If the gazebo project is any indication, Montrealers can be forgiven for being so intensely critical of yet another suspiciously expensive civic ‘beautification’ project. And much like the inappropriately rechristened gazebo, the granite stump project is also amazingly ill-conceived in that it will likely do the very opposite of what it ostensibly intends to do. Montrealers have contently stretched out their legs in the tall grass of Mount Royal for just about 375 years… all of a sudden we need concrete curbs and granite stumps, and this has something to do with maintaining our status as an important centre of design?

I don’t buy it. If this was an aspect of the plot of some novel about the intriguing life of an urban planner you’d find it completely absurd. The city’s plan to beautify Mount Royal is an excellent example of missing the forest for the trees.

And like just about everything else in this city, ultimately it’s not actually the city’s decision to make. Because Mount Royal is a heritage site, it’s the province that will decide whether this plan goes ahead. So there’s always the outside chance the province’s incessant meddling in our affairs may actually be worthwhile, if they put the kybosh on this ridiculous project.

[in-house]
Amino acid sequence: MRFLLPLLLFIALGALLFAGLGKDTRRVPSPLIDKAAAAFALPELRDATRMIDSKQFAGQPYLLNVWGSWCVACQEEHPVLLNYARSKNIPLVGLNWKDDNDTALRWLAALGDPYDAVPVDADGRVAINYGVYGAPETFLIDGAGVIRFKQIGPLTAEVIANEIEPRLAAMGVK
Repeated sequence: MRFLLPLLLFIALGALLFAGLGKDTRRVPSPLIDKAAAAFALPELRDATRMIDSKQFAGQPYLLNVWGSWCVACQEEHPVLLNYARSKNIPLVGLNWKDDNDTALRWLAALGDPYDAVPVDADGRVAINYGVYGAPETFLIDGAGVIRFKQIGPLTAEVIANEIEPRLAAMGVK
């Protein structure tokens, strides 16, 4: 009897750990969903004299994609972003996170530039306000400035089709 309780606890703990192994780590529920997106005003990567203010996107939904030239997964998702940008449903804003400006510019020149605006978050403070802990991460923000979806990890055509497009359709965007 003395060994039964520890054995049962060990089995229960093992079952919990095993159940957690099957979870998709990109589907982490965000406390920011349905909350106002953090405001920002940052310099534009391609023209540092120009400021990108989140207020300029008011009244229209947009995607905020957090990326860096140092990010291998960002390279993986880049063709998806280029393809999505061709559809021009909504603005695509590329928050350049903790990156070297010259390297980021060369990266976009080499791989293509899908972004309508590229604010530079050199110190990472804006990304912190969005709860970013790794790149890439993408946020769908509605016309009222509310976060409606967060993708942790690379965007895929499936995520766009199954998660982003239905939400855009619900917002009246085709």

Plus que ça change. Forty years ago the city was doing precisely the same thing, albeit with the hope of a greater return on investment than the 375th anniversary.

Sabotaging Viger Square

Rule no.1 of building a park: make it open and accessible. If this staircase drew shady characters, install better lighting.
Rule number 1 of building a park: make it open and accessible. If this staircase draws shady characters, install better lighting.

Here’s a hypothetical situation: